Thursday, May 26, 2011

The "D Word" Dilemma

I remember when I first started college. My first year did not live up to the hype of "the best years of your life". The first time I stepped on UR's campus as a prospective student, I immediately felt at home and knew I wanted to spend the next four years of my life there. I applied early decision because I was so certain it was the right college for me. But, the first year was rough. It did not feel like home. I longed for home. I wanted to be known. Leaving behind a place where I was comfortable and popular was awkward.

Time and time again, I would call up one of my close friends who lived down there. It was refreshing to talk to her because she knew me. "Where are you from?" "What do you like to do?" "Why do you walk with canes?" were not questions she asked me. There was no need to ask these questions because she already knew the answers. It was exhausting to answer those same questions over and over for what seemed like 3000 times!

Now, I find myself feeling that way again. Despite my discouraging past experiences with online dating, I think it's time to give it another shot! My life is meant to be shared and I can't wait to find my teammate! I like to refer to my future husband as my "teammate for life".

Embarking on the online dating adventure is reminiscent of my freshman year of college. The purpose of the online profile is to describe yourself to people who do not know you. Describing myself seems like a simple yet complex request. I cleave to the longing to be known once again. I've been down the road of dating friends (the known) and so far it's turned out to be a dead end. So, here I am, trying another route.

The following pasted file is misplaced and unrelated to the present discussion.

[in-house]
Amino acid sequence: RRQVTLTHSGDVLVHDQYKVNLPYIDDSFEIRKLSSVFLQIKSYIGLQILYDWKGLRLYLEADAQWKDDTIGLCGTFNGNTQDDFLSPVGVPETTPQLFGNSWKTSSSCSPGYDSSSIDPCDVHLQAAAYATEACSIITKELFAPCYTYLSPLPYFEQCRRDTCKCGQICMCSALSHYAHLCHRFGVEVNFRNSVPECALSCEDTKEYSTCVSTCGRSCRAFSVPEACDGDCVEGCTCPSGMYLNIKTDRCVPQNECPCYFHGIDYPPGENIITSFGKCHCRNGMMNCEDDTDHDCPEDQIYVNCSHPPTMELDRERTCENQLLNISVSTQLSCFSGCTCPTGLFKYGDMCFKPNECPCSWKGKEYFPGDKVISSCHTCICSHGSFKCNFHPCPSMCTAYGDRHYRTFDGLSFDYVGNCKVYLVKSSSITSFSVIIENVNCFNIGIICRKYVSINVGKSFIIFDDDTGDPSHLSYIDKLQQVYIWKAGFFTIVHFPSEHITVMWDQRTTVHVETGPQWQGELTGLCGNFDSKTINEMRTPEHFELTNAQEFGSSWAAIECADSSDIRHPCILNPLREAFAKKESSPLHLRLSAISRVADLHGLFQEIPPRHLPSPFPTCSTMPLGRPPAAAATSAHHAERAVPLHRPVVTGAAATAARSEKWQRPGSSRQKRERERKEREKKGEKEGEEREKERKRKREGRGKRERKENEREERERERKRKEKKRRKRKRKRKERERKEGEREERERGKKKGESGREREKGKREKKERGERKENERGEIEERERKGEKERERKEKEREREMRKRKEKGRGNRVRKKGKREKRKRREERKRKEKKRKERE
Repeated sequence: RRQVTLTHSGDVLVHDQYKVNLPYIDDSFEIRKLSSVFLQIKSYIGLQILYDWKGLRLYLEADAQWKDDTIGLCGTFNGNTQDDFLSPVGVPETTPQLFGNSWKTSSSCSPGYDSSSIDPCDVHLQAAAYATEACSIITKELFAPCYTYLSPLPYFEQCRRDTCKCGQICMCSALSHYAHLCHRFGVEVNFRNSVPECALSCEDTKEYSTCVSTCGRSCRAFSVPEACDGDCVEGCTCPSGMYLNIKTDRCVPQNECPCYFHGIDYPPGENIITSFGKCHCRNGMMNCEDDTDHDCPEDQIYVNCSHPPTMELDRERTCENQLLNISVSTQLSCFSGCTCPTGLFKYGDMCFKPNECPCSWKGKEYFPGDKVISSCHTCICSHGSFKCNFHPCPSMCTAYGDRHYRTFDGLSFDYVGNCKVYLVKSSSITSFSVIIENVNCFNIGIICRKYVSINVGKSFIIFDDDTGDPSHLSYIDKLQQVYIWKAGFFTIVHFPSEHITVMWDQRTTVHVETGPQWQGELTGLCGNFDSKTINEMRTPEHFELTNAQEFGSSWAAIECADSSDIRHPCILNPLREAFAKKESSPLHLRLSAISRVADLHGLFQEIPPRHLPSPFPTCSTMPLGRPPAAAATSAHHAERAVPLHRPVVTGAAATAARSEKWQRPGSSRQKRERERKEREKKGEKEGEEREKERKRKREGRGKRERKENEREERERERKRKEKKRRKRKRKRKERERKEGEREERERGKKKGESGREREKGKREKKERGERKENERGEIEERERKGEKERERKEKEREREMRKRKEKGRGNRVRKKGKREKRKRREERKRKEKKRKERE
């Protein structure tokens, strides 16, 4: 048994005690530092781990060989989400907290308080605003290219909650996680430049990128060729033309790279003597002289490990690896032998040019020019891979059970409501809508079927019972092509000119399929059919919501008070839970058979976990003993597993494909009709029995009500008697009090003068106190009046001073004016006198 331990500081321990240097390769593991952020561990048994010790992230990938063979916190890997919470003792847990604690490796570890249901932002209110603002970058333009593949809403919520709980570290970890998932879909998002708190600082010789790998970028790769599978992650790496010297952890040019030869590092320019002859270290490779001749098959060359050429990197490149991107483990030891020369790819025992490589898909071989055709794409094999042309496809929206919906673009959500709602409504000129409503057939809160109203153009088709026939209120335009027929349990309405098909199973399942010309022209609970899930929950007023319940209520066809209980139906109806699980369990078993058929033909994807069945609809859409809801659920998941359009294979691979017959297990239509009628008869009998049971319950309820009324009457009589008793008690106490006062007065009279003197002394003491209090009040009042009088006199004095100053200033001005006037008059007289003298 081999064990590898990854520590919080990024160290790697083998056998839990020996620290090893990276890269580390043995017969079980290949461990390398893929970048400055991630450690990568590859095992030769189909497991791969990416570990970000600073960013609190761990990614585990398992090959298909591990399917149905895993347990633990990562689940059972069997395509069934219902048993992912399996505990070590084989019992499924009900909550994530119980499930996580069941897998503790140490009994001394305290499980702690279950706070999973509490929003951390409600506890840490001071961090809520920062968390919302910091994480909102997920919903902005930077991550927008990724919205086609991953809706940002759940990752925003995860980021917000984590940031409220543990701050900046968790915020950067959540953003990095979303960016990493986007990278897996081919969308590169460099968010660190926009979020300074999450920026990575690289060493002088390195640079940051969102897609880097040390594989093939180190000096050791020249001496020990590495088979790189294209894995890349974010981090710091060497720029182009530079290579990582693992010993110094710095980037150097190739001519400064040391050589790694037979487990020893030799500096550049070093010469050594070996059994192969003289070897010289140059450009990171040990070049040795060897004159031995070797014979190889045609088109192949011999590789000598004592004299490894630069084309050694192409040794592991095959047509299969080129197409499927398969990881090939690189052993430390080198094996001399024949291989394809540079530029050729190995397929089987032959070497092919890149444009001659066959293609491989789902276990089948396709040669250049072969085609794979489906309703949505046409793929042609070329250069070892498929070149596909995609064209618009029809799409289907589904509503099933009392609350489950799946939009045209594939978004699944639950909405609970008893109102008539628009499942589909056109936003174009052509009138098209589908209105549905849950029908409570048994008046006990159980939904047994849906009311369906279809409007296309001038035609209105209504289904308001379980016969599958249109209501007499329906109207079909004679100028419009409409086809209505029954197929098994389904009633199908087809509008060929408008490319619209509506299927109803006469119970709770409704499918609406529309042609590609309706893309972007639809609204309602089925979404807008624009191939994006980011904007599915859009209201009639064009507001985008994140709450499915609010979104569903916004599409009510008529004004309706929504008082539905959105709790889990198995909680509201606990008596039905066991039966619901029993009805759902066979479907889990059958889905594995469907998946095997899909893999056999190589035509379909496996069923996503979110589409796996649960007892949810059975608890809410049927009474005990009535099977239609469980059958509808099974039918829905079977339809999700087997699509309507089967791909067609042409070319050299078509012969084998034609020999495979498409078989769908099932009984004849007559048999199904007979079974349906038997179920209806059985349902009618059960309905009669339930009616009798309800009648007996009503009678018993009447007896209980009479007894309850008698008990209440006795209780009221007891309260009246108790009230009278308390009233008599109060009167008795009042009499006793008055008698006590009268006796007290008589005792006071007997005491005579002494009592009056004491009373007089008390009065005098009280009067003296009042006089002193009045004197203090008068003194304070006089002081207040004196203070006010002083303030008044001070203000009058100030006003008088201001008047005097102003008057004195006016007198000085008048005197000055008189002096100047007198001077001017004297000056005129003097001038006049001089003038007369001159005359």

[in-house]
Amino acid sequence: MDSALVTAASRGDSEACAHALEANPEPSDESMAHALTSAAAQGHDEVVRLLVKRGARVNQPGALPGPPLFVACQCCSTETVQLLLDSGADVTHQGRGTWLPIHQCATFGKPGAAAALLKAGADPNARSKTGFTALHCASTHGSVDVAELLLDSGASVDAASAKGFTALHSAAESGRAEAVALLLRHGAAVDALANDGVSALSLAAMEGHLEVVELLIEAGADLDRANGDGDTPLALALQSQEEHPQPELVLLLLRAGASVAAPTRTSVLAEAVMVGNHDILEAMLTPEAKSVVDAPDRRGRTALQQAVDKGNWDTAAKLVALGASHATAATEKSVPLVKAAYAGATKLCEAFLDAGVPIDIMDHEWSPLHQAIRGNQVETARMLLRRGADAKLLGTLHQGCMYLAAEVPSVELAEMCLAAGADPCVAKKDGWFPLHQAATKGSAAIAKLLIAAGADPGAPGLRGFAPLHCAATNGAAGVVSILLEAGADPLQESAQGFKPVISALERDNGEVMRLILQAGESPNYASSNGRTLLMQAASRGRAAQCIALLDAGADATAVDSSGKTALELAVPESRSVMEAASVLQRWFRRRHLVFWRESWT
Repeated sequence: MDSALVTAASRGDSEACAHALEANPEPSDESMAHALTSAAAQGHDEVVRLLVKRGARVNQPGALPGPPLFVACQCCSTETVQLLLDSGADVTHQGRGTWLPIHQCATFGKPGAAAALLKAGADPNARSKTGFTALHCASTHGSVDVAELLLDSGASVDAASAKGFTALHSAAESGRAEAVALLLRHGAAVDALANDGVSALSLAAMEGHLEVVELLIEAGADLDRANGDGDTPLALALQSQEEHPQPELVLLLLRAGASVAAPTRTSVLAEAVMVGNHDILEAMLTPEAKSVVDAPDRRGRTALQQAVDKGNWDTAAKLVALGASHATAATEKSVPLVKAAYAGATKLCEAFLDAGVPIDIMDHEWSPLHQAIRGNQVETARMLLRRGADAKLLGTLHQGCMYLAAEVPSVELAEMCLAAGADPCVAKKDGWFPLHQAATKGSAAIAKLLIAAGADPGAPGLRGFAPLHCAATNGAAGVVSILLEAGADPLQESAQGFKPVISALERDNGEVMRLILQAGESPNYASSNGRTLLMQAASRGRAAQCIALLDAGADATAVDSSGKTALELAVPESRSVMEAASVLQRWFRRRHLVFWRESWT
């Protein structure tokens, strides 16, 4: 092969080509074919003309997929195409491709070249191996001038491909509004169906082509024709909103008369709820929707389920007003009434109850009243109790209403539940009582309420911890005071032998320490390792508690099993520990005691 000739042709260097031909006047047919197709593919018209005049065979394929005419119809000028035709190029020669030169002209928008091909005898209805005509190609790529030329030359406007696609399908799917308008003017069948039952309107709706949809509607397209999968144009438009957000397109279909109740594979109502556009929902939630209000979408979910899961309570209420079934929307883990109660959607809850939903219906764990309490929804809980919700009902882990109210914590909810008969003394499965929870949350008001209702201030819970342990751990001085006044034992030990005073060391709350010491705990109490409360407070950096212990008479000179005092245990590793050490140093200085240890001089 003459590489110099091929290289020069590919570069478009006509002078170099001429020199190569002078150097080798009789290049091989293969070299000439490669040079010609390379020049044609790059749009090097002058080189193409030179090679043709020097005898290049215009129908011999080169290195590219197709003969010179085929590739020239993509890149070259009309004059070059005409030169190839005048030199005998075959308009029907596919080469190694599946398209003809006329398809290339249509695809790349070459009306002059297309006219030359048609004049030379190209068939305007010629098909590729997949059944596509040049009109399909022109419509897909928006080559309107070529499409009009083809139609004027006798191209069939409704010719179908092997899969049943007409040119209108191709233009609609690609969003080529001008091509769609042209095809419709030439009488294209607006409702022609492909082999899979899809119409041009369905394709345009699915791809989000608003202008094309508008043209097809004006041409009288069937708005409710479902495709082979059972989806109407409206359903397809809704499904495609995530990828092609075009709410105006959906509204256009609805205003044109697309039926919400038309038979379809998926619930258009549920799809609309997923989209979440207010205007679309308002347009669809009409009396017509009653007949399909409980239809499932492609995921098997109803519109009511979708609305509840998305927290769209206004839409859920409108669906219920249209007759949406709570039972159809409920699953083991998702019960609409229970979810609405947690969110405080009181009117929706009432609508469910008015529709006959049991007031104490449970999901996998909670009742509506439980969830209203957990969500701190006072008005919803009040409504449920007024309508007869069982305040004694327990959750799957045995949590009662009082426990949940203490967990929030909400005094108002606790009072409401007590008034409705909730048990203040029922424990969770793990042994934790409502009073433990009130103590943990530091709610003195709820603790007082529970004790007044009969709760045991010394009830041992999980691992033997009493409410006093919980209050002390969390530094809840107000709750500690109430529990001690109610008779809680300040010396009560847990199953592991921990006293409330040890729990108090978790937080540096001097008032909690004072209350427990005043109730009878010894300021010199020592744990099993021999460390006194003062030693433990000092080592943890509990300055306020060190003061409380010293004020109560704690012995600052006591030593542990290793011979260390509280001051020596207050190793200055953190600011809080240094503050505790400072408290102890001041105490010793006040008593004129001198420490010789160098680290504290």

I need your help.

Do I mention my disability in my profile?

To be honest, I am torn. That's why I am asking you. I don't see myself with a disability so I would not include it. However, it is blatantly obvious to the naked eye. Here are some suggestions I've been given:

1. Do not include it. Let him get to know me. If he is still turned off by my disability after I explain it to him, he is not the one for me.  -- I like this approach, but I don't want to come across like the masked man on "The Bachelorette". I wear my heart on my sleeve and don't have anything to hide. I don't want to give the appearance that I do.

2. Don't include anything about my disability in my profile, but add a photo of me with my canes.

3. Briefly describe it.

4. Briefly describe it and include photos that show I can live a normal life...skiing, driving, traveling.

What do you think? Any other suggestions? Which approach is best?

Thanks for helping me out. I sincerely value your opinion.


  1. I would say a mix of 2 and 4? Not mentioning it, but including pictures of "normal life"?

  2. Hmmm I hadn't thought of that! Thanks, Virginia!


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